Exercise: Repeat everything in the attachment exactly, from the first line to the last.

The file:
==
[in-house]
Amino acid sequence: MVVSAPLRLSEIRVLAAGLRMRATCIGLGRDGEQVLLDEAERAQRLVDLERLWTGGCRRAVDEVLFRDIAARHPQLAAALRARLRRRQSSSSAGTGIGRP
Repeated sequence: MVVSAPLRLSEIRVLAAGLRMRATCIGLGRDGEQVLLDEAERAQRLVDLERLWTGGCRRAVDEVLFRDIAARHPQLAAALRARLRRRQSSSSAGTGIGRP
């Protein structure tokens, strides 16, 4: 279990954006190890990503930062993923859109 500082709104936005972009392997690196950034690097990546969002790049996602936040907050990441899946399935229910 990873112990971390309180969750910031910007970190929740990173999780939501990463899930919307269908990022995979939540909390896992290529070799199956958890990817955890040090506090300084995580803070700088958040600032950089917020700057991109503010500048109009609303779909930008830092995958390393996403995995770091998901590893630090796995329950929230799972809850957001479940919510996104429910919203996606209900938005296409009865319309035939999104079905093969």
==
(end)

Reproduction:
[in-house]
Amino acid sequence: MVVSAPLRLSEIRVLAAGLRMRATCIGLGRDGEQVLLDEAERAQRLVDLERLWTGGCRRAVDEVLFRDIAARHPQLAAALRARLRRRQSSSSAGTGIGRP
Repeated sequence: MVVSAPLRLSEIRVLAAGLRMRATCIGLGRDGEQVLLDEAERAQRLVDLERLWTGGCRRAVDEVLFRDIAARHPQLAAALRARLRRRQSSSSAGTGIGRP
């Protein structure tokens, strides 16, 4: 279990954006190890990503930062993923859109 500082709104936005972009392997690196950034690097990546969002790049996602936040907050990441899946399935229910 990873112990971390309180969750910031910007970190929740990173999780939501990463899930919307269908990022995979939540909390896992290529070799199956958890990817955890040090506090300084995580803070700088958040600032950089917020700057991109503010500048109009609303779909930008830092995958390393996403995995770091998901590893630090796995329950929230799972809850957001479940919510996104429910919203996606209900938005296409009865319309035939999104079905093969």